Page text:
You, Me and The Climate (Spotlight Project)

Daniel Rose talks about You, Me and the Climate (YOMAC)

What is your project about? How long has it been running?
You, Me and the Climate (YOMAC) is a youth-leadership initiative supported by the National Trust, which empowers young people aged 16-19 to become leaders on climate change and encourages them to take action in their local communities. The project was launched in October 2007 and is currently in its second year.

Describe your role on the project?
I have overall responsibility for YOMAC and its strategy and manage the Project Co-ordinator. I play an active role by attending all events and residentials and work closely with the young steering group.

What is the aim of your project?
The aim of the project is to give young people the skills, knowledge and confidence to become leaders nationally and within their communities.

How are children and young people involved in your project?
The project aims to be youth-led as much as possible and the evaluation of the first year showed that young people wanted a steering group to oversee the project and its future planning and this is now in place and making a positive impact.

What have been the key outcomes/ learning from the project so far?

  • The skills of young people have been developed through a diverse range of training and workshops such as public speaking, campaign planning and dealing with politicians.
  • Launched the “Climatelog” in the first year – a survey and analysis of young people and their part in taking on the challenge of climate change.
  • Introducing accreditation this year, a level 2 qualification in Team Leadership which all young people in the project are undertaking.
  • We are continuing to understand and answer the challenges of running a project where it’s not easy to give support to young people based throughout the country with limited staffing based centrally.

What are the key success factors of the project?

  • Most importantly to us young people leave the project with an increase in skills and confidence and have the ability to take on leadership roles in their community whether that is on climate change or any other issues.
  • That the project makes an impact on the perceptions of The National Trust by young people and the wider public.
  • That young people are seen by The National Trust as an important audience to listen to, take account of in our decision making and involve in the issues we face.

What have been the key benefits of the project to young people?

  • Meeting other young people from different backgrounds, locations and perspectives.
  • An increase in leadership skills and confidence.
  • An increased understanding of climate change and how to move from talk to action.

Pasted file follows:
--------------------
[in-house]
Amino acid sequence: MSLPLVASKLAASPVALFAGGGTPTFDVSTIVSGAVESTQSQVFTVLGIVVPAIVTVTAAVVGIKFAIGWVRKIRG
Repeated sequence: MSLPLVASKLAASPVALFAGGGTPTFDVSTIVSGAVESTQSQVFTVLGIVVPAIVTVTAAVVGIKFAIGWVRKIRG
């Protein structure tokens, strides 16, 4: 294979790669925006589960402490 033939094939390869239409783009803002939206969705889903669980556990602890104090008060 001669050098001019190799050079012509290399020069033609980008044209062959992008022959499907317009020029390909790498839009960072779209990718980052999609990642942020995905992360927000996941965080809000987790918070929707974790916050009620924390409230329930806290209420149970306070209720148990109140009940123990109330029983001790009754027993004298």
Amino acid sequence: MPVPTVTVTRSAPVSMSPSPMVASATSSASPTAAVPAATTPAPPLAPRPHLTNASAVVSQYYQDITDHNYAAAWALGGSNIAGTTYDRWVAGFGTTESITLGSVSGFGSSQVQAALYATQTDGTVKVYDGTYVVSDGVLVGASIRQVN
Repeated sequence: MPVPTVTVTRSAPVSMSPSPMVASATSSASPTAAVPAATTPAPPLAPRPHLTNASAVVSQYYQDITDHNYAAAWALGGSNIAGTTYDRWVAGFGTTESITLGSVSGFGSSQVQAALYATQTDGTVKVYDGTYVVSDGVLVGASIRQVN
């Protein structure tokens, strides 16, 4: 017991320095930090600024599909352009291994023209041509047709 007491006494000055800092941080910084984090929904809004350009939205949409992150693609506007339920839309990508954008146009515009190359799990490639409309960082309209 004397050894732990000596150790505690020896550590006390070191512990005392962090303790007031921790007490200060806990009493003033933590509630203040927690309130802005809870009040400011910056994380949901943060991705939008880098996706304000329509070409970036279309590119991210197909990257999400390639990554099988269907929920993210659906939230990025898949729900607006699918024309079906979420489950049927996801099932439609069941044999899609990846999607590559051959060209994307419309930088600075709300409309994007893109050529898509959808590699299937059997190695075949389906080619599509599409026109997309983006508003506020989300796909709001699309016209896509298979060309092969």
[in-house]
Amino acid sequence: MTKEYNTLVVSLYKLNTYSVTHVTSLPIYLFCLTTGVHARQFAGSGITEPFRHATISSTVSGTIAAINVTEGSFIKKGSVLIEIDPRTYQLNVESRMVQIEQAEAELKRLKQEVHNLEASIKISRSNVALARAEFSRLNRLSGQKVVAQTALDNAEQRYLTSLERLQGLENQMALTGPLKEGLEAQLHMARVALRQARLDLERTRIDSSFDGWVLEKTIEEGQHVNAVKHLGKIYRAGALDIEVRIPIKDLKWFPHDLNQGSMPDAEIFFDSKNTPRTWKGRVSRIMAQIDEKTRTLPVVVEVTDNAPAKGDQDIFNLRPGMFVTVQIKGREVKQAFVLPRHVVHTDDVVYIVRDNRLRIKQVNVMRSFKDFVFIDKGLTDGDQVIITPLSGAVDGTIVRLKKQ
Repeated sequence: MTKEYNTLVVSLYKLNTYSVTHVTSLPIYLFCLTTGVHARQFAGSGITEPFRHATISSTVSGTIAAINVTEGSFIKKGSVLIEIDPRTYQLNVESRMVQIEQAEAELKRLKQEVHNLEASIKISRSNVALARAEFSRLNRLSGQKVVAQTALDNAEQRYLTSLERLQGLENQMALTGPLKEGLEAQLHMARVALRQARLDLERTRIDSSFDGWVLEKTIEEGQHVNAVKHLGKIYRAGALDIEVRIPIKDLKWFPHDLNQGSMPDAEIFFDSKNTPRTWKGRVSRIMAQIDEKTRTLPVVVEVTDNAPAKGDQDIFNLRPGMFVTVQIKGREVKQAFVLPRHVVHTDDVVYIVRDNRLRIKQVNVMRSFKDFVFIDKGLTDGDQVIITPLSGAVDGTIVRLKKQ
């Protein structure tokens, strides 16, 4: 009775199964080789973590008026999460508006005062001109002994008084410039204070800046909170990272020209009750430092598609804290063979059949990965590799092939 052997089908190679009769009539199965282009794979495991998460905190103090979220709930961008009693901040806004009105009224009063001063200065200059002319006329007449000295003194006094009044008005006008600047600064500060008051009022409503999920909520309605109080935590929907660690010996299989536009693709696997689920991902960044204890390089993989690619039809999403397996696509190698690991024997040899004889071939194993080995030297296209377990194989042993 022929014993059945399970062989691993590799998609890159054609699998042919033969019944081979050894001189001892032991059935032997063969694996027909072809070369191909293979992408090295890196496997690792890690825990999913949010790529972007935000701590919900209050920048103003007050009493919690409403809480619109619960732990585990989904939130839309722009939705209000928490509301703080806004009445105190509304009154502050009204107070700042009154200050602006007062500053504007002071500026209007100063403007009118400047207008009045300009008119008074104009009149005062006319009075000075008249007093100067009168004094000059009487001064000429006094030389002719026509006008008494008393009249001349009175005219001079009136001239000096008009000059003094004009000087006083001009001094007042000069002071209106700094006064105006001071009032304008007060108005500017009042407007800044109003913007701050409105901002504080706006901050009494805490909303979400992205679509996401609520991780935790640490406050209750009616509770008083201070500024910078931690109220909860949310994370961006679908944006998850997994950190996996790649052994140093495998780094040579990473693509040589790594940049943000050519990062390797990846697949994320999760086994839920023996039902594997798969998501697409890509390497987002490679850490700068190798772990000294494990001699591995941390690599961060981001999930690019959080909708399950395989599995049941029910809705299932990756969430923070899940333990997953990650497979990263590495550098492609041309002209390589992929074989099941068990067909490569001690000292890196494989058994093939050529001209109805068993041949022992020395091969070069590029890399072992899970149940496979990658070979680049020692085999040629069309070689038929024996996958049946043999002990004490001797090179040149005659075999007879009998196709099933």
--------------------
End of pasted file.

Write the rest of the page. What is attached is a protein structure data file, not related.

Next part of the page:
• Have lots of fun and creativity!

What barriers have you experienced when setting up and delivering the project and how were they overcome?
A key barrier for us has been running a project with young people based throughout England and Wales with only limited staffing and resources based at our central office. This has meant that we haven’t always been able to offer as much 1:1 support to young people and their community projects as we would like. This has also put a high reliance on national meetings and events which can prove costly and less frequently. We have overcome this to a degree by putting a greater emphasis on regional teams where the young people can come together to support each other’s projects and we can provide more practical support. Also the creation of a young steering group has helped us gain young regional representatives who can help organise and support other young people in their region.

In your opinion, what has been the most significant thing about this project in terms of engaging children and young people to participate in decision-making/ have their say?
Giving young people access to and experience of key decision makers such as National Trust senior staff as well as politicians both nationally and locally; this gives them an understanding of the issues these people face and the chance to practice their skills at asking the tough questions!

If you could give your top tip to anyone who wants to develop a project in this area what would it be?
Make sure you invest realistic amounts of time in planning for success using clear objectives with a long term view. Always ensure where possible to involve young people in this planning and remember this may mean it takes extra time.

Participation Works is a partnership of…
British Youth CouncilChildren's Rights Alliance for EnglandKIDSNational Council for Voluntary Youth ServicesNational Youth AgencyNCB